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The Wind-Up Bird Chronicle
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- Japanese title: ねじまき鳥クロニクル
- Translated by Jay Rubin
- Based on the story "The Wind-Up Bird and Tuesday's Women", which can be found in the collection The Elephant Vanishes
- In a review in World Literature Today Yoshiko Yokochi Samuel writes that "the English version has been subjected to extensive cutting, undoubtedly under pressure from the publisher".
This sad fact is now confirmed in Jay Rubin's Haruki Murakami and the Music of Words, where he writes that it was "stipulated in Murakami's contract that the book should not exceed a certain length".
Rubin, in fact, handed in both an abridged and a complete translation, but Knopf stuck to their ridiculous word-limit.
May they suffer at the hands of the literary gods for their crimes against helpless readers and Murakami.
But it's just another reminder, that when you read a book in translation you're getting screwed -- often far worse than you could even contemplate.
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A- : big, entertaining, off-beat book
See our review for fuller assessment.
|Far East. Econ. Rev.
||J. D. Johnson
|London Rev. of Books
|The LA Times
|The New Republic
|The New Yorker
|The NY Times
|The NY Times Book Rev.
|San Fran. Bay Guardian
|The Village Voice
|World Lit. Today
Please note that The Economist's review refers to the original Japanese edition, not the translation under review here.
All find points to praise, but there is no consensus on the book as a whole.
Some believe it is a successful, well-rounded piece, others that it has too many loose end.
Note that if Yoshiko Yokochi Samuel is correct in saying that "the English version has been subjected to extensive cutting", this fact might help explain why there are a few loose ends in the English version.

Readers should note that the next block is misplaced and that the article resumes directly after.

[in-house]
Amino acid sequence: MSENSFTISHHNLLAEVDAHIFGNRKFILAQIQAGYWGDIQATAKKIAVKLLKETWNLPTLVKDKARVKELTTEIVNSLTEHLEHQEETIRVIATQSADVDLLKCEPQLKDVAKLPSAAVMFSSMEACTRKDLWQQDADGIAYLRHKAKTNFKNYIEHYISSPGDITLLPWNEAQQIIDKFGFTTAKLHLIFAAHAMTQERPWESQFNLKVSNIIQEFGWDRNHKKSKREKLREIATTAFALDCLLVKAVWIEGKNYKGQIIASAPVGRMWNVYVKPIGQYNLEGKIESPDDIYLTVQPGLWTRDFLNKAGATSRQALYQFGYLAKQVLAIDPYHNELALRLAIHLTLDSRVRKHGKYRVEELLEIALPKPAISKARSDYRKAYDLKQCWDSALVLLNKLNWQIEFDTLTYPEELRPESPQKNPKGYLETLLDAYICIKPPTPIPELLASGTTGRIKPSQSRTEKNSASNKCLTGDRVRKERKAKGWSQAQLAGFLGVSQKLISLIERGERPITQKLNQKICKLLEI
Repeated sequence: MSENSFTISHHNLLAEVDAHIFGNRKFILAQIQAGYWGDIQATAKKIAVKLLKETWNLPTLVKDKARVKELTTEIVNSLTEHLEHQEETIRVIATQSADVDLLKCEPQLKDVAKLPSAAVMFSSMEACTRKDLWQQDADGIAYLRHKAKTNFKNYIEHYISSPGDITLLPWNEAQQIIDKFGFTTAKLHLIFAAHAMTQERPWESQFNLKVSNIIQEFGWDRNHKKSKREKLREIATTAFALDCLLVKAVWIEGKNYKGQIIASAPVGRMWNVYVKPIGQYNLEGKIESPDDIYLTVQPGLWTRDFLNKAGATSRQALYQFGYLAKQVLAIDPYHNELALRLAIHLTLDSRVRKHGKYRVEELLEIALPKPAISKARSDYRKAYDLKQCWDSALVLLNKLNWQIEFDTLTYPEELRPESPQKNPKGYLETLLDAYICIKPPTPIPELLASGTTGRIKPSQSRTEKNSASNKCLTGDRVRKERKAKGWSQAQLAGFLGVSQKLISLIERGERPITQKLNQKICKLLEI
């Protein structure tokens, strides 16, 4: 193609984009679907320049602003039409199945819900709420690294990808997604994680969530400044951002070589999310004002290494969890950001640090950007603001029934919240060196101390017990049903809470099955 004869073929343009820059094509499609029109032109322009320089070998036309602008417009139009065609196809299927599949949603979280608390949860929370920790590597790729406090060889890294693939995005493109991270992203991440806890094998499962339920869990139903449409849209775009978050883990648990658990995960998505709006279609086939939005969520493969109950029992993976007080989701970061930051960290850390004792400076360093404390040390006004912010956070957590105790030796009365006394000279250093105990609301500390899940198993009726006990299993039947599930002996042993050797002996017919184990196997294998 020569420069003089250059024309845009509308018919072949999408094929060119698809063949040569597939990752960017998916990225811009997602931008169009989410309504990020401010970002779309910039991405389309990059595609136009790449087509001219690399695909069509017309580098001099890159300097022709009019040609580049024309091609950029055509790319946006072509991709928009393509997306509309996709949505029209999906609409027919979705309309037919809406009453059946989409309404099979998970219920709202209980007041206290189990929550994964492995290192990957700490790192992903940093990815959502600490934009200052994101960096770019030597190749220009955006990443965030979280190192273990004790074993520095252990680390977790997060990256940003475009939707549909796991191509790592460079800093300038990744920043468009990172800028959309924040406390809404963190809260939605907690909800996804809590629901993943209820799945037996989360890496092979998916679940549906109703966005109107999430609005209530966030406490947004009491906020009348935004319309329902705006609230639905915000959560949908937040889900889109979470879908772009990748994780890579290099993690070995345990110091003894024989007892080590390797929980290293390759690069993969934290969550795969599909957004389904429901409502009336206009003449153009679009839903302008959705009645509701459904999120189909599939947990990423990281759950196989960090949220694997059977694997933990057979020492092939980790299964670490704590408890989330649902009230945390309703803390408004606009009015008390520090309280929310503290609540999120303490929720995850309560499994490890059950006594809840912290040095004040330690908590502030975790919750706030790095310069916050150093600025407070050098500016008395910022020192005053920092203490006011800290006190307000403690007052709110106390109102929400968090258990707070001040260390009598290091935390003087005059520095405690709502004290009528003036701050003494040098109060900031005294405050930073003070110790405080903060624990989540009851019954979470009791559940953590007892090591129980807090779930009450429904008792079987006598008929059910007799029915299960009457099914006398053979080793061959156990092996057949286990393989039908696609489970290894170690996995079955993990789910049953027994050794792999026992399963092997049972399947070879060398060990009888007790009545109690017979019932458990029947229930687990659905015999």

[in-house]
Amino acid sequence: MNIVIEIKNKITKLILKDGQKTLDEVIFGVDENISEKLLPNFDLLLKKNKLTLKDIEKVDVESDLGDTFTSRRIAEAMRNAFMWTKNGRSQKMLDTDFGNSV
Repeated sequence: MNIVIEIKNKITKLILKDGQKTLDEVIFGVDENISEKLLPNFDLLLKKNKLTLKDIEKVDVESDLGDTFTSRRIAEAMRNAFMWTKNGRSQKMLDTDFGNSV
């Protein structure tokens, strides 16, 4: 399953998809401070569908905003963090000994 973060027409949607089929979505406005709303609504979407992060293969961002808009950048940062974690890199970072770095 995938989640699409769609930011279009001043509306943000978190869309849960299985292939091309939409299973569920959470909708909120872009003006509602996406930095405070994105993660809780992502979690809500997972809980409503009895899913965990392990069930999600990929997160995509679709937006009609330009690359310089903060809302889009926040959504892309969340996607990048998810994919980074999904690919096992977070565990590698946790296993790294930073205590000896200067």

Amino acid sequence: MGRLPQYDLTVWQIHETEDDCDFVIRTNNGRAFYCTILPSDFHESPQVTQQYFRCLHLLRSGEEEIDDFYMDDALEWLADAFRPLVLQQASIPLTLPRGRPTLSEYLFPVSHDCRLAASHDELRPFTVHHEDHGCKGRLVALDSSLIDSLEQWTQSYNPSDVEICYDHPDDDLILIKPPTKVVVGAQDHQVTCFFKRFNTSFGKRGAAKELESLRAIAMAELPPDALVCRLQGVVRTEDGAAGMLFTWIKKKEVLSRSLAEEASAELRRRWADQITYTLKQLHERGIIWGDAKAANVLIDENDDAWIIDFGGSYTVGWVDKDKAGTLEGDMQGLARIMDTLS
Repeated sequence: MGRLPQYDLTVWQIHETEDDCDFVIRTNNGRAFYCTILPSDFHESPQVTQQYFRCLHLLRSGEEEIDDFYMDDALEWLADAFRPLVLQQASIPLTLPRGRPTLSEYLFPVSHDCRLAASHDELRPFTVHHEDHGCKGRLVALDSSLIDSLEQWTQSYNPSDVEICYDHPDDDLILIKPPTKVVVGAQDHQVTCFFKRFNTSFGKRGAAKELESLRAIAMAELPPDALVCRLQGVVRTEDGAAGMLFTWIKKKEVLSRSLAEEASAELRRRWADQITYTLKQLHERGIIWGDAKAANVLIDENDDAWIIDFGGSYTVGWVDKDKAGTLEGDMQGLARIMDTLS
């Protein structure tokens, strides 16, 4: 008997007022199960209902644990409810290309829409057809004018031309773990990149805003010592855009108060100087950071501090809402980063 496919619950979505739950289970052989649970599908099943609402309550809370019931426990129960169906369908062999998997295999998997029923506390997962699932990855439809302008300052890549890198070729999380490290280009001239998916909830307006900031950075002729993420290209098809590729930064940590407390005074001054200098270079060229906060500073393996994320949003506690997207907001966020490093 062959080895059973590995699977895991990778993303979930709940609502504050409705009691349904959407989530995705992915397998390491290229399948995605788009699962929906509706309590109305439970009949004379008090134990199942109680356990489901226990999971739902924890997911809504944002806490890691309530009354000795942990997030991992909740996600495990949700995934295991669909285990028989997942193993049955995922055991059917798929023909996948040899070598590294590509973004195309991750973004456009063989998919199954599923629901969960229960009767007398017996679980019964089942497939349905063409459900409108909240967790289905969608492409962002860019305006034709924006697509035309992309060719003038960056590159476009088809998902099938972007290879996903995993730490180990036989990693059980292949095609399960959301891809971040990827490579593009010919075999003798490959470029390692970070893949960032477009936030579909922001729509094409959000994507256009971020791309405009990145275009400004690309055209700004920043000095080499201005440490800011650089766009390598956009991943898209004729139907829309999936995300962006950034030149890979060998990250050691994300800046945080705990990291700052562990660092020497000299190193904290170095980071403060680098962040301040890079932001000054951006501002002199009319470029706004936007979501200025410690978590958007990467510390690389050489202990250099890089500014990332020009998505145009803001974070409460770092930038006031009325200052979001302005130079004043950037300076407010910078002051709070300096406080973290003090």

From the Reviews:
- "The novel is a deliberately confusing, illogical image of a confusing, illogical world. It is not easy reading, but it is never less than absorbing." - Phoebe-Lou Adams, Atlantic Monthly
- "The writing is weirdly effective. (...) Read the book." - The Economist
- "(A)s the journey progresses, Murakami pulls a thread at the centre of his web that draws this odd collection of characters and evidence closer together. His intimately woven world is meditative and violent, psychic and sexy, funny and cute." - J. Douglas Johnson, Far Eastern Economic Review
- "The Wind-Up Bird Chronicle does not quite find the precise and yet capacious form for which it is searching, and sometimes, I think, Murakami seems to be miming disarray rather than exploring it or unfolding it. Still, very few recent novels have so accurately or inventively caught the killing power, or the silencing power, of other lives and the stories of other lives, especially when they are imperfectly buried." - Michael Wood, The New Republic
- "Wind-Up Bird has some powerful scenes of antic comedy and some shattering scenes of historical power, but such moments do not add up to a satisfying, fully fashioned novel. In trying to depict a fragmented, chaotic and ultimately unknowable world, Mr. Murakami has written a fragmentary and chaotic book." - Michiko Kakutani, The New York Times
- "Yet what Murakami lacks in finesse is more than compensated by the brilliance of his invention. (...) Murakami has written a bold and generous book, and one that would have lost a great deal by being tidied up." - Jamie James, The New York Times Book Review
- "The first 600 pages of The Wind-Up Bird Chronicle offer much unadulterated reading pleasure, and it's only as the remaining pages grow ominously sparse that the proverbial sinking feeling sets in. Even if he does provide for Toru, Murakami can't, in the end, gather all his novel's intriguing subplots and mysterious minor characters together convincingly, and he summarily drops whole handfuls of loose ends." - Laura Miller, Salon